The details of the operations and apparatus which will safeguard the fundamental data are now going to be presented using FIG. 2 which repeats the drawing of FIG. 1, but shows in more detail the structure of the switched device 13 and also some constituent elements of computer 10. As can be seen in FIG. 2, selector device 13 is represented by a basic electrical circuit which contains contacts operated manually and by relays meant to be used under the conditions that shall be described. In FIG. 2, the change-over contacts of the relays are denoted by the same reference as that of the coil actuating them, but preceded by the letter C. A normally closed contact, when the coil of the relay actuating it is not energized, is represented in FIG. 2 by a darkened triangle. Each coil B-1, B-2 . . B-n of selector device 13 is associated with one of the respective permanent store units M-1, M-2 . . . M-n. As long as coils B-1, B-2 . . . B-n are not energized, contacts CB-1, CB-2 . . . CB-n remain in the quiescent position shown. Under these conditions, the driving devices E-1, E-2 . . . E-n are supplied with a.c. from terminals A and B through contacts CB-1, CB-2 . . CB-n. Each of the coils B-1, B-2 . . B-n can nevertheless be energized, in accordance with the rules that shall be described further on, in order to move its contact to the working position and thus enable the driving device to which it is associated to be fed with low frequency current supplied by the second converter 12. Coils B-1, B-2 . . B-n are respectively connected to outlet studs S-1, S-2 . . . S-n of selector switch 17. Switch 17 has a manually adjustable wiping contact 18 which is connected to an outlet 19 of power failure detecting device 14. Device 14 is designed so that its outlet 19 is at a positive voltage the moment a power cut occurs on terminals A and B. Therefore, as soon as a power cut is detected by device 14, a continuous current flows from outlet 19 through wiping contact 18 and the coil that is connected to the outlet stud on which the wiping contact has been positioned. Thus, thanks to the selector switch 17, only one of coils B-1, B-2 . . B-n will be energized from the moment a power failure occurs, and consequently only one of the driving devices E-1, E-2 . . E-n is fed, as from that moment, with current from converter 12. It should be mentioned, however, that instead of being connected to outlet 19 of detecting device 14, the wiping contact 18 of selector switch 17 could be directly connected to a current source independent of the electrical supply, so as to allow one of coils B-1, B-2 . . . B-n to be permanently energized and, consequently, the driving device associated with that coil to be fed with current from converter 12. It must be pointed out, furthermore, that the component parts of selector device 13 which, in the example described, consist of relay coils, could be made up of a group of electronic circuits fulfilling the same function, such as an arrangement of circuits with transistors, thyristors or others.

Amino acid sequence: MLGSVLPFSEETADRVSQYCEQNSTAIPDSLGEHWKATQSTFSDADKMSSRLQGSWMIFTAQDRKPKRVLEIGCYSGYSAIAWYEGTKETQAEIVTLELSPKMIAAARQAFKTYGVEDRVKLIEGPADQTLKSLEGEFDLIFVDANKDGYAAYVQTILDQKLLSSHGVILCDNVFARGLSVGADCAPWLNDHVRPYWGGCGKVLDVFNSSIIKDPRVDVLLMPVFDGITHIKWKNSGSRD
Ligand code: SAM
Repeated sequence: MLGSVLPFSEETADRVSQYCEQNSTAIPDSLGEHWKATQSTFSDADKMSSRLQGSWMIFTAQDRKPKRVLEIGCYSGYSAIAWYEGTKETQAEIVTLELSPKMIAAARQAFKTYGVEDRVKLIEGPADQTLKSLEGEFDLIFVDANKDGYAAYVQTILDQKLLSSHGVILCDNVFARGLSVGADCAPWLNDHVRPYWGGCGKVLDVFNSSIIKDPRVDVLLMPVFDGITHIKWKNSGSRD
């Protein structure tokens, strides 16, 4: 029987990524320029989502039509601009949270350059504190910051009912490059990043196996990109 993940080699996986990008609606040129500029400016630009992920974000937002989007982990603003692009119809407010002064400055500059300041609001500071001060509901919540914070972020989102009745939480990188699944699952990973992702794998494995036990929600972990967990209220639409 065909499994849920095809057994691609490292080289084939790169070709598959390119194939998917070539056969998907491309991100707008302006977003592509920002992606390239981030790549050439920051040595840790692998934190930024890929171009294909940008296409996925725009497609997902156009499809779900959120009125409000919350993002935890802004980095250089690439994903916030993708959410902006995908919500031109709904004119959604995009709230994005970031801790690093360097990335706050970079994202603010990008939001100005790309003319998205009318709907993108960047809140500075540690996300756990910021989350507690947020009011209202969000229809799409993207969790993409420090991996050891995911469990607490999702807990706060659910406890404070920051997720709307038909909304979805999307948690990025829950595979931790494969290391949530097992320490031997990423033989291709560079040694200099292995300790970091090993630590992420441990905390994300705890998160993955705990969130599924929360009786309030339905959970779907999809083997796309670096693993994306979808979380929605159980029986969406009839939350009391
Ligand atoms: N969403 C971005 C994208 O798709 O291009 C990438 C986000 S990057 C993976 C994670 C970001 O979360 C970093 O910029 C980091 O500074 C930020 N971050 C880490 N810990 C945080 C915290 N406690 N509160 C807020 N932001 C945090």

FIG. 2 also shows that computer 10 has selection facilities 21, such as an address register, that reads selected data from memory 20 into an intermediate register 22, such as an output buffer register. Selection facilities 21 are operated by logic circuitry L which controls the transfer of data from memory 20 to storage units M-1, M-2 . . . M-n. Selection facilities 21 are put into operation by command pulses sent by a logic command device 16, on receipt from the detecting device 14 of the failure indicating signal. The transfer of each data (byte, word or character), recorded temporarily in intermediate register 22, to one of the data holders 1--1, 1-2 . . . 1-n is carried out by command transfer pulses generated by the logic commmand device 16 and applied to a command gate 30. Device 16 can be an incrementable counter which sequentially addresses each byte or word of data stored in store 20. The routing of this data to the chosen data holder is achieved by means of control gates P-1, P-2 . . P-n which are connected respectively to studs S-1, S-2 . . S-n of selector switch 17. When detecting device 14 detects a power failure, a gating pulse is transmitted over arm 18 and one of the studs so that the corresponding control gate is opened.
The operation of the device shown in FIG. 2 will now be described in more detail. In order that this operation be clearly understood, it shall be assumed that wiping contact 18 of selector switch 17 has been first of all set by the operator on stud S-2. However, as long as a power failure does not occur on the electrical supply, (i.e., terminals A and B) outlet 19 of detecting device 14 is not raised to a positive voltage. Consequently, gate P-2, which is connected to that outlet by means of wiping contact 18, remains inactive. Furthermore, no signal is present at outlet 15 of detecting device 14, so that logic command device 16 cannot carry out the extraction of the fundamental data held in memory 20. Also as coils B-1, B-2 . . B-n are not energized, contact CB-1, CB-2 . . CB-n are all in the quiescent position shown. Hence, driving devices E-1, E-2 . . . E-n are all fed with low frequency a.c. from terminals A and B. Finally, converter 11 supplies computer 10 with medium frequency (400 Hz) a.c. voltage. Under these conditions, computer 10 is able to process data and to transmit the data to and from the peripheral elements.